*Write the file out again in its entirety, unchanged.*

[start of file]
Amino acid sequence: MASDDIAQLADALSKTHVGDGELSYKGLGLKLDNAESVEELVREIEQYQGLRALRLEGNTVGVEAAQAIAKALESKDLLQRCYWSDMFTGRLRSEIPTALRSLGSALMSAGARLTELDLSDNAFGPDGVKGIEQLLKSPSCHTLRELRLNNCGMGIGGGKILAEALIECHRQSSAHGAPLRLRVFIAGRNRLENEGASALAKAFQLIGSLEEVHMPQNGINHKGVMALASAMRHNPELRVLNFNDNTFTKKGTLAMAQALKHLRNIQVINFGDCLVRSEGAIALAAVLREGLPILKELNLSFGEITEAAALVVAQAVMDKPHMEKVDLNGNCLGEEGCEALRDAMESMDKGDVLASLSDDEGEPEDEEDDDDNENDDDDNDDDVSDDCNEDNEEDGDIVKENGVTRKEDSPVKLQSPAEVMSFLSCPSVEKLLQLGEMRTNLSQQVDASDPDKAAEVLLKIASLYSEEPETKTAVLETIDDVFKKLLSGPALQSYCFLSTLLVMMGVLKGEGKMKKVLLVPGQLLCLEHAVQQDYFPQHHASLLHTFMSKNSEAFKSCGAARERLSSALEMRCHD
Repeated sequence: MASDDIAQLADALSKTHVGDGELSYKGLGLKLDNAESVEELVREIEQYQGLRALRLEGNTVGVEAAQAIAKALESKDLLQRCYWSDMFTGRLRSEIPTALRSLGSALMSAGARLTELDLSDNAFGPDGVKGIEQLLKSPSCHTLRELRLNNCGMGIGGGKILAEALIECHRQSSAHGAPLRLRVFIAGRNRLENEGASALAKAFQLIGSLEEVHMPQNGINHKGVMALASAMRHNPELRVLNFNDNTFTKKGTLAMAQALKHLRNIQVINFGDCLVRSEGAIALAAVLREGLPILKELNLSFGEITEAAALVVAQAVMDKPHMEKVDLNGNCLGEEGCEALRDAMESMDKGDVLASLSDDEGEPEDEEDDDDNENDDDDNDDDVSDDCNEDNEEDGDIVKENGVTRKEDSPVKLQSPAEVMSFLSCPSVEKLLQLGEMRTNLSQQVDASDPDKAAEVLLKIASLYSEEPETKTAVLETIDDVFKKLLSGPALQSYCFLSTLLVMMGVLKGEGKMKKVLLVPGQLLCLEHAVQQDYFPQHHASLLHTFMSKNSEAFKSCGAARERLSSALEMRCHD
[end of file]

Amino acid sequence: MASDDIAQLADALSKTHVGDGELSYKGLGLKLDNAESVEELVREIEQYQGLRALRLEGNTVGVEAAQAIAKALESKDLLQRCYWSDMFTGRLRSEIPTALRSLGSALMSAGARLTELDLSDNAFGPDGVKGIEQLLKSPSCHTLRELRLNNCGMGIGGGKILAEALIECHRQSSAHGAPLRLRVFIAGRNRLENEGASALAKAFQLIGSLEEVHMPQNGINHKGVMALASAMRHNPELRVLNFNDNTFTKKGTLAMAQALKHLRNIQVINFGDCLVRSEGAIALAAVLREGLPILKELNLSFGEITEAAALVVAQAVMDKPHMEKVDLNGNCLGEEGCEALRDAMESMDKGDVLASLSDDEGEPEDEEDDDDNENDDDDNDDDVSDDCNEDNEEDGDIVKENGVTRKEDSPVKLQSPAEVMSFLSCPSVEKLLQLGEMRTNLSQQVDASDPDKAAEVLLKIASLYSEEPETKTAVLETIDDVFKKLLSGPALQSYCFLSTLLVMMGVLKGEGKMKKVLLVPGQLLCLEHAVQQDYFPQHHASLLHTFMSKNSEAFKSCGAARERLSSALEMRCHD
Repeated sequence: MASDDIAQLADALSKTHVGDGELSYKGLGLKLDNAESVEELVREIEQYQGLRALRLEGNTVGVEAAQAIAKALESKDLLQRCYWSDMFTGRLRSEIPTALRSLGSALMSAGARLTELDLSDNAFGPDGVKGIEQLLKSPSCHTLRELRLNNCGMGIGGGKILAEALIECHRQSSAHGAPLRLRVFIAGRNRLENEGASALAKAFQLIGSLEEVHMPQNGINHKGVMALASAMRHNPELRVLNFNDNTFTKKGTLAMAQALKHLRNIQVINFGDCLVRSEGAIALAAVLREGLPILKELNLSFGEITEAAALVVAQAVMDKPHMEKVDLNGNCLGEEGCEALRDAMESMDKGDVLASLSDDEGEPEDEEDDDDNENDDDDNDDDVSDDCNEDNEEDGDIVKENGVTRKEDSPVKLQSPAEVMSFLSCPSVEKLLQLGEMRTNLSQQVDASDPDKAAEVLLKIASLYSEEPETKTAVLETIDDVFKKLLSGPALQSYCFLSTLLVMMGVLKGEGKMKKVLLVPGQLLCLEHAVQQDYFPQHHASLLHTFMSKNSEAFKSCGAARERLSSALEMRCHD